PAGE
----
On February 16, 2011, the Oxford Internet Institute hosted an expert workshop called “Following Our Digital Footprints (http://www.oii.ox.ac.uk/events/?id=418).
This forum addressed issues about privacy arising at the intersection of research on Internet technology, regulation and social science. The idea behind privacy is to change the default from “share everything possible” to what is the minimal amount we can share to accomplish what we are trying to do (example of letting credit card company know that you are indeed in Tokyo at the time your credit card is being used to purchase a meal in Tokyo, but not dumping all your travel information from your mobile phone GPS to the credit card company).
This begs the question: what are our current expectations about the changing technologies, and how technical changes will affect access to and use of personal information? What about treating your data like an asset, with a monetary value and I can make an informed decision about whether the trade is worth it (ie., if I get 50 pence a month, is it worth exposing my data to the people who want it?). The current templates we are giving businesses is “grab all the data”. How can we deliver tools to them that provide privacy protecting templates? It is easy to get people to consent to giving up their data, but they don’t really have any understanding of what this means for privacy (and privacy experts often don’t fully understand it as well). Design of security and privacy can’t be a one-off activity during the engineering phase, but needs constant attention as technology is implemented.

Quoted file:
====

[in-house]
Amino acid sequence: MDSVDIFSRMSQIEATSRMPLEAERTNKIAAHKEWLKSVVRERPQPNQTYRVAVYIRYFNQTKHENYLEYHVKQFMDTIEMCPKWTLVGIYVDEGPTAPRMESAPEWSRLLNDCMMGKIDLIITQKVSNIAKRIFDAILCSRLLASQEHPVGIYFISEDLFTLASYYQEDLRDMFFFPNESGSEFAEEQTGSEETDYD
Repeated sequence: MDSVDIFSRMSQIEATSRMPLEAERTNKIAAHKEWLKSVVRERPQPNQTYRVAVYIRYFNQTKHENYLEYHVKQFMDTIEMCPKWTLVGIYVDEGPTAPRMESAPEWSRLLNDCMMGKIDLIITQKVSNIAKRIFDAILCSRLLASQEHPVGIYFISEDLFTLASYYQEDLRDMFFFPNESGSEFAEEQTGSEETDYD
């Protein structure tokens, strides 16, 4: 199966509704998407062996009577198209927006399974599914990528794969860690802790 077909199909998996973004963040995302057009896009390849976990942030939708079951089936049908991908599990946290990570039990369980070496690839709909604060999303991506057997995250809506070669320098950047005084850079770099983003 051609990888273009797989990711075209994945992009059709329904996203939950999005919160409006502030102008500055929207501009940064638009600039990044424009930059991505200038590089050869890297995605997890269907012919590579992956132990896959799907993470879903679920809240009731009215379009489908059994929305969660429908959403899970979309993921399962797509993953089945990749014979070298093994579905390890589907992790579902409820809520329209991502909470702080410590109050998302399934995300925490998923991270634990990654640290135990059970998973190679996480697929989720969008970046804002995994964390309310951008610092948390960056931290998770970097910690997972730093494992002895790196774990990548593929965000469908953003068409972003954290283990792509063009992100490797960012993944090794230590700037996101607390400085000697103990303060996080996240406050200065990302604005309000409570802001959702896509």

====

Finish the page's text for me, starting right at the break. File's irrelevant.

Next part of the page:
The topic raised a number of important issues about privacy, and the need to consider the complex socio-technical ecosystems of commerce when considering how to protect privacy while enabling economic growth.